A set from the Tleilaxu Music Machine begins as many electronic performances do, with a boy and his laptop working together to create the midtempo electro dance sound of now. But within a few minutes, D. Bene Tleilax will shift gears, drastically increasing the tempo until it reaches a point where the groove disappears and is replaced by the repetitive pound of a distorted kick drum. He will find the zone here, when dancing in the conventional sense becomes impossible, and the 25-year-old from Orange County will begin to bounce frantically, his dreadlocked hair flying in his face while his bracelet-covered arms punch air. The crowd feeds off of this, moving more like a mosh pit than a dance floor, coming close to imitating a scene from a rave in the 1990s, when techno aggression morphed into what became known as hardcore, or gabber.

(Click to enlarge)

D. Bene Tleilax: Merging techno and metal and going ape shit.

“With gabber or hardcore, it’s the intensity of it, the rawness,” explains Tleilax, who plays Echo Curio on June 20. “It’s just one solid, deep heartbeat.”

“It seemed to be pushing so many things to their logical extremes,” adds Captain Ahab’s Jonathan Snipes, who recently performed at Pehrspace as part of the gabber-punk collaboration called Gabbertree vs. Realicide. “You guys created this 300-beats-per-minute pounding kick drum that is, to me, a baffling aesthetic, but you guys are dancing to it. It’s party music.”

Once a driving force of the rave era, gabber waned at the dawn of the millennium, as many of its original producers opted to slow the tempo and create tracks more in line with hard house or trance. But that frantic, bass-drum-driven beast originally associated with the city of Rotterdam has resurfaced in Los Angeles, reconfigured for digital artists living in a loft-party age.

Like his contemporaries, Tleilax often melds hardcore electronic beats with grindcore-style vocals, the deep, unmelodious growl further intensifying the frenetic rhythm. More akin to metal than house, this certainly isn’t music for the weak.

Eustachian, whose members Tony Welter and John Roche are based in L.A. and San Francisco, embodies this new model. The duo formed in 2000 after the two childhood friends decided to fuse Welter’s background as a punk/metal drummer with Roche’s electronic leanings, which stemmed from his work as a DJ. Roche cites experimental electronic artist Venetian Snares as a seminal influence for today’s gabber-based artists, one who was “shattering ideas of what hardcore could be. We went ape shit,” says Roche of first hearing the Canadian producer. “We took the ball and ran with it.”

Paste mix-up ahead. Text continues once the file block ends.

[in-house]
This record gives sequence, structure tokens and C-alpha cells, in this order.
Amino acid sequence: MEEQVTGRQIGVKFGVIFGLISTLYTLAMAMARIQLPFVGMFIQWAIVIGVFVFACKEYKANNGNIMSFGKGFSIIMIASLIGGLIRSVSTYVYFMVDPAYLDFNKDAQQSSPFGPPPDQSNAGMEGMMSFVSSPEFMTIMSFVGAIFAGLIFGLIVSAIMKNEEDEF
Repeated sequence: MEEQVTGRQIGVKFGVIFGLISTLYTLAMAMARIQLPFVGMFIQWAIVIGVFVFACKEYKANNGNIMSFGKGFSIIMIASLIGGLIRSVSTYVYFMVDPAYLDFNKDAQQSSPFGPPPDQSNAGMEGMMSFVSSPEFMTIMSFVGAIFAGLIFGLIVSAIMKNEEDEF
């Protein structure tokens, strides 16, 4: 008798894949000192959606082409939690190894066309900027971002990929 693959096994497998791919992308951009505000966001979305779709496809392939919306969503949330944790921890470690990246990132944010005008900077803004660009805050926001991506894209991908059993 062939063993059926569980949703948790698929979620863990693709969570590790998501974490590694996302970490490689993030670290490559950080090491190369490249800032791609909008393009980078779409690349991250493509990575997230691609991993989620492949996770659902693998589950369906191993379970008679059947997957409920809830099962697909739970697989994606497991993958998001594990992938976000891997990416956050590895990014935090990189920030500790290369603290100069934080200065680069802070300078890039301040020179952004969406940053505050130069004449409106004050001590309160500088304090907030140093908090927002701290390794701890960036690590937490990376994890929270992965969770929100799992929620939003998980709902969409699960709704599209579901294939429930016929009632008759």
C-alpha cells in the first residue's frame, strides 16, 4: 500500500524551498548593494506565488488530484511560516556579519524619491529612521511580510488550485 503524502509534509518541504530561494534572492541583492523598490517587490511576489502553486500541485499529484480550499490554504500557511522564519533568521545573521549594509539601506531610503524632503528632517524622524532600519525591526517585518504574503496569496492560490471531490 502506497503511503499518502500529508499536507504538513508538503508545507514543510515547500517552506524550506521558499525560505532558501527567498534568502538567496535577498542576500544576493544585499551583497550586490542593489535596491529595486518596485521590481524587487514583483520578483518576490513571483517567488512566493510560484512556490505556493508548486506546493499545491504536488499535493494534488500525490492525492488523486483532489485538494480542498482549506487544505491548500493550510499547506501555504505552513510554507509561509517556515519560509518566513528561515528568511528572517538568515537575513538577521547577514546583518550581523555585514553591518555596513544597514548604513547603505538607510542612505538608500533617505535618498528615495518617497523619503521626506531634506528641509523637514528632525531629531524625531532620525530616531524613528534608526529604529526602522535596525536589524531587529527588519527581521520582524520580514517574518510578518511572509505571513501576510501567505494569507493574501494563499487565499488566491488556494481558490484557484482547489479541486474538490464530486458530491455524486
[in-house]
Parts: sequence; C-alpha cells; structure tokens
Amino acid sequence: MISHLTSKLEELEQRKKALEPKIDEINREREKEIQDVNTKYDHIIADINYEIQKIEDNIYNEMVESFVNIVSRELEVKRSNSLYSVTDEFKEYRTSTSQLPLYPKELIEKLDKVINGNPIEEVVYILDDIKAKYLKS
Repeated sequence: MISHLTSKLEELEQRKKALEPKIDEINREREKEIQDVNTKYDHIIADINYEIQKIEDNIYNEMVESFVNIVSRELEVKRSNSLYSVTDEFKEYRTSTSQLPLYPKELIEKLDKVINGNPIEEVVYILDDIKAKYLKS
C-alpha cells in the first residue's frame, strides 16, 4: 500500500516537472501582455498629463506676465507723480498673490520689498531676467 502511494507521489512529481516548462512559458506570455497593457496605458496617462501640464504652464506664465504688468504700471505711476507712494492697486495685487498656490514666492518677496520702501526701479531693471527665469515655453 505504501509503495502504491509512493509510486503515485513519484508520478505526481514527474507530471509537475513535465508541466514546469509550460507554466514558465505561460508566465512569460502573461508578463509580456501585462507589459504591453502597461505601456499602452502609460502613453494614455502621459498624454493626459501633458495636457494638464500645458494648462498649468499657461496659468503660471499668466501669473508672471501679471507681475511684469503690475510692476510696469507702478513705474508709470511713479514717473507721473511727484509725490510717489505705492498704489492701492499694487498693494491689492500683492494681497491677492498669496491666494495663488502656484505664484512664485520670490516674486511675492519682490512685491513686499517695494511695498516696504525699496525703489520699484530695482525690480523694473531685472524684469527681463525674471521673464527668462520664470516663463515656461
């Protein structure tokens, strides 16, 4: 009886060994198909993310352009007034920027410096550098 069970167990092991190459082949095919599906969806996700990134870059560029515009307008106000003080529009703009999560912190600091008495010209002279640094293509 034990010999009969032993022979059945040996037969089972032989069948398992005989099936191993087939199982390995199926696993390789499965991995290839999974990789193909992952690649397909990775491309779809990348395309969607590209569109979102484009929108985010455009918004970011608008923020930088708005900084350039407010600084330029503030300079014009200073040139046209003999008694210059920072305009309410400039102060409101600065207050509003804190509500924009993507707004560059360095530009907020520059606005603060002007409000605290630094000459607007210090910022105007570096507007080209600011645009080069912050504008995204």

Eustachian, who recently remixed death-metal outfit the Berzerker, is part of a generation of 20-something artists who were exposed to both extreme styles of techno and metal in their formative years; for them, it’s not a question of one or the other but rather, how do you combine both?

“Hindsight has provided kids today with some real insight on how to make that music work,” says Sean Carnage, who has booked many of the gabber 2.0 artists for his DIY Monday Night parties at Pehrspace. Part of this stylistic resurgence is due to technological advancements, he adds.

“[Technology has] really enabled these young performers, who are kind of mining that style to go nuts in a performance space, and that’s really what the music needed, because there isn’t really any rhythmic combustion happening when you’re using a drum machine,” Carnage explains.

More than a decade ago, gabber spawned happy hardcore, an oft-mocked form of dance music that keeps its predecessors’ high tempo but replaces the aggressiveness with sweeping melodies and vocals that are typically pitched to chipmunk frequencies. If sonic trends are cyclical, then a revival of these candy-coated beats is on the horizon as well. At the very least, happy hardcore is impacting Tleilax’s work.

“It’s less embarrassing to be into gabber and hardcore than happy hardcore,” Tleilax admits. “With happy hardcore, lyrically it’s all about love and, ‘Let’s fly away to outer space.’ A lot of times, it’s extremely cheesy.”

The producer’s interest in happy hardcore is genuine, though, and he expresses no desire to be a genre purist. “I want to mix it up,” he says of his tracks, “be super intense and dark at one point and then go superhappy crazy.”

The Tleilaxu Music Machine plays Echo Curio on June 20.

LA Weekly